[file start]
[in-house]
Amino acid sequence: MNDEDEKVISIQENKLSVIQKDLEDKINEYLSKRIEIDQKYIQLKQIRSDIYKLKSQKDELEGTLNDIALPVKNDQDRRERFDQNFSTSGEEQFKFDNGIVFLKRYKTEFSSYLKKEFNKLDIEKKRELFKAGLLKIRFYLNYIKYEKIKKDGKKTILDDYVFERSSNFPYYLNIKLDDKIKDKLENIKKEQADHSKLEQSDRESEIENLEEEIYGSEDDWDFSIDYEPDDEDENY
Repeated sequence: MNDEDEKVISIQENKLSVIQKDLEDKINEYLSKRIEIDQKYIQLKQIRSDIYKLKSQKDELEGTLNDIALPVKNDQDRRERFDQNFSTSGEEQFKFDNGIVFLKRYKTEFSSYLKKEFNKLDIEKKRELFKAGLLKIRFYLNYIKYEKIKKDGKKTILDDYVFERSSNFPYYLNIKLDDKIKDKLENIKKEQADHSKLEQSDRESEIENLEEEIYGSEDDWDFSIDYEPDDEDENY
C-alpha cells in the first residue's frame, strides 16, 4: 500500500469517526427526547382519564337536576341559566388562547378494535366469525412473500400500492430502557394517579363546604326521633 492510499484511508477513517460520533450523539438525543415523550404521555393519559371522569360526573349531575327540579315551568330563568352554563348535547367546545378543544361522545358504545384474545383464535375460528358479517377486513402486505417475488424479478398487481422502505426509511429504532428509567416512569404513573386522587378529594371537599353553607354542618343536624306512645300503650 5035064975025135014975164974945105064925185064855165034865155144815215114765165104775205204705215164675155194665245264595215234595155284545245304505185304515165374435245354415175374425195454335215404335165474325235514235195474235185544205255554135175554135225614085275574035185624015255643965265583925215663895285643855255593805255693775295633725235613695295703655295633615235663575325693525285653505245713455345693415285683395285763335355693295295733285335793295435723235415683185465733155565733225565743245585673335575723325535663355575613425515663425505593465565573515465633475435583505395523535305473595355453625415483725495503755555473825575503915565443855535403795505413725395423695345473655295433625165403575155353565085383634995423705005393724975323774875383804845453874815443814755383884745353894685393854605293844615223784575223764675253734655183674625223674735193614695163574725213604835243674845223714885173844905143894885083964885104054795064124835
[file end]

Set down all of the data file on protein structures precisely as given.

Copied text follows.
[in-house]
Amino acid sequence: MNDEDEKVISIQENKLSVIQKDLEDKINEYLSKRIEIDQKYIQLKQIRSDIYKLKSQKDELEGTLNDIALPVKNDQDRRERFDQNFSTSGEEQFKFDNGIVFLKRYKTEFSSYLKKEFNKLDIEKKRELFKAGLLKIRFYLNYIKYEKIKKDGKKTILDDYVFERSSNFPYYLNIKLDDKIKDKLENIKKEQADHSKLEQSDRESEIENLEEEIYGSEDDWDFSIDYEPDDEDENY
Repeated sequence: MNDEDEKVISIQENKLSVIQKDLEDKINEYLSKRIEIDQKYIQLKQIRSDIYKLKSQKDELEGTLNDIALPVKNDQDRRERFDQNFSTSGEEQFKFDNGIVFLKRYKTEFSSYLKKEFNKLDIEKKRELFKAGLLKIRFYLNYIKYEKIKKDGKKTILDDYVFERSSNFPYYLNIKLDDKIKDKLENIKKEQADHSKLEQSDRESEIENLEEEIYGSEDDWDFSIDYEPDDEDENY
C-alpha cells in the first residue's frame, strides 16, 4: 500500500469517526427526547382519564337536576341559566388562547378494535366469525412473500400500492430502557394517579363546604326521633 492510499484511508477513517460520533450523539438525543415523550404521555393519559371522569360526573349531575327540579315551568330563568352554563348535547367546545378543544361522545358504545384474545383464535375460528358479517377486513402486505417475488424479478398487481422502505426509511429504532428509567416512569404513573386522587378529594371537599353553607354542618343536624306512645300503650 5035064975025135014975164974945105064925185064855165034865155144815215114765165104775205204705215164675155194665245264595215234595155284545245304505185304515165374435245354415175374425195454335215404335165474325235514235195474235185544205255554135175554135225614085275574035185624015255643965265583925215663895285643855255593805255693775295633725235613695295703655295633615235663575325693525285653505245713455345693415285683395285763335355693295295733285335793295435723235415683185465733155565733225565743245585673335575723325535663355575613425515663425505593465565573515465633475435583505395523535305473595355453625415483725495503755555473825575503915565443855535403795505413725395423695345473655295433625165403575155353565085383634995423705005393724975323774875383804845453874815443814755383884745353894685393854605293844615223784575223764675253734655183674625223674735193614695163574725213604835243674845223714885173844905143894885083964885104054795064124835